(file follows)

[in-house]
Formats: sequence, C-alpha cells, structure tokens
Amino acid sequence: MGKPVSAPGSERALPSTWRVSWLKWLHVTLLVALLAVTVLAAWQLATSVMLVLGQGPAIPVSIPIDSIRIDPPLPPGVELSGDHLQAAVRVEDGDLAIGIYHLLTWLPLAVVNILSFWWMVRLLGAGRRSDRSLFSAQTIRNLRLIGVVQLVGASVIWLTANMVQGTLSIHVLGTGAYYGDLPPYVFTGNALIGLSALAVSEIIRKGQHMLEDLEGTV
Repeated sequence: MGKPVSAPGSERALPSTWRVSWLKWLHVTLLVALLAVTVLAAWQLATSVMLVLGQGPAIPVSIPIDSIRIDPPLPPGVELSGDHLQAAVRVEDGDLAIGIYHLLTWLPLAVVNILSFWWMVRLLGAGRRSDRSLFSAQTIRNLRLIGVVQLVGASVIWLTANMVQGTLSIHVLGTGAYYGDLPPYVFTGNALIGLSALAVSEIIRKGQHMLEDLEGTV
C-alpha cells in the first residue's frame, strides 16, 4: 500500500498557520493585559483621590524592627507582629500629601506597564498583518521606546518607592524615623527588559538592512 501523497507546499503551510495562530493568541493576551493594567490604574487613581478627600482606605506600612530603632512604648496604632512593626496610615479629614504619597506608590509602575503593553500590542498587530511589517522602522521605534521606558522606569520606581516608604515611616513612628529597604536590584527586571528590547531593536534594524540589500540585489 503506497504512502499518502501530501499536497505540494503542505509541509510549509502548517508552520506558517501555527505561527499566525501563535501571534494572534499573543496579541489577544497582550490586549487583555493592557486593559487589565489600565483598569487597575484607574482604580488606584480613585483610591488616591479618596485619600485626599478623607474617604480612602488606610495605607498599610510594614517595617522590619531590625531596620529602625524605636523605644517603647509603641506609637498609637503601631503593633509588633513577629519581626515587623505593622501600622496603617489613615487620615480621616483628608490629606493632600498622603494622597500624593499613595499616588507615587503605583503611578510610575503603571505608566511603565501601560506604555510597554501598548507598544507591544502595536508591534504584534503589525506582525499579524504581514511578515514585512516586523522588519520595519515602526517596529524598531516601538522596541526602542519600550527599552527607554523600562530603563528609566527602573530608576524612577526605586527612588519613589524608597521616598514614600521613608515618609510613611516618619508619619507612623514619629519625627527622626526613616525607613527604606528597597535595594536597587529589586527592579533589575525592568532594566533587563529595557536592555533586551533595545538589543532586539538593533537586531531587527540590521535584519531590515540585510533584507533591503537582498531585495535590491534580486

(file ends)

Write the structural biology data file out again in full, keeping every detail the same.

[in-house]
Formats: sequence, C-alpha cells, structure tokens
Amino acid sequence: MGKPVSAPGSERALPSTWRVSWLKWLHVTLLVALLAVTVLAAWQLATSVMLVLGQGPAIPVSIPIDSIRIDPPLPPGVELSGDHLQAAVRVEDGDLAIGIYHLLTWLPLAVVNILSFWWMVRLLGAGRRSDRSLFSAQTIRNLRLIGVVQLVGASVIWLTANMVQGTLSIHVLGTGAYYGDLPPYVFTGNALIGLSALAVSEIIRKGQHMLEDLEGTV
Repeated sequence: MGKPVSAPGSERALPSTWRVSWLKWLHVTLLVALLAVTVLAAWQLATSVMLVLGQGPAIPVSIPIDSIRIDPPLPPGVELSGDHLQAAVRVEDGDLAIGIYHLLTWLPLAVVNILSFWWMVRLLGAGRRSDRSLFSAQTIRNLRLIGVVQLVGASVIWLTANMVQGTLSIHVLGTGAYYGDLPPYVFTGNALIGLSALAVSEIIRKGQHMLEDLEGTV
C-alpha cells in the first residue's frame, strides 16, 4: 500500500498557520493585559483621590524592627507582629500629601506597564498583518521606546518607592524615623527588559538592512 501523497507546499503551510495562530493568541493576551493594567490604574487613581478627600482606605506600612530603632512604648496604632512593626496610615479629614504619597506608590509602575503593553500590542498587530511589517522602522521605534521606558522606569520606581516608604515611616513612628529597604536590584527586571528590547531593536534594524540589500540585489 503506497504512502499518502501530501499536497505540494503542505509541509510549509502548517508552520506558517501555527505561527499566525501563535501571534494572534499573543496579541489577544497582550490586549487583555493592557486593559487589565489600565483598569487597575484607574482604580488606584480613585483610591488616591479618596485619600485626599478623607474617604480612602488606610495605607498599610510594614517595617522590619531590625531596620529602625524605636523605644517603647509603641506609637498609637503601631503593633509588633513577629519581626515587623505593622501600622496603617489613615487620615480621616483628608490629606493632600498622603494622597500624593499613595499616588507615587503605583503611578510610575503603571505608566511603565501601560506604555510597554501598548507598544507591544502595536508591534504584534503589525506582525499579524504581514511578515514585512516586523522588519520595519515602526517596529524598531516601538522596541526602542519600550527599552527607554523600562530603563528609566527602573530608576524612577526605586527612588519613589524608597521616598514614600521613608515618609510613611516618619508619619507612623514619629519625627527622626526613616525607613527604606528597597535595594536597587529589586527592579533589575525592568532594566533587563529595557536592555533586551533595545538589543532586539538593533537586531531587527540590521535584519531590515540585510533584507533591503537582498531585495535590491534580486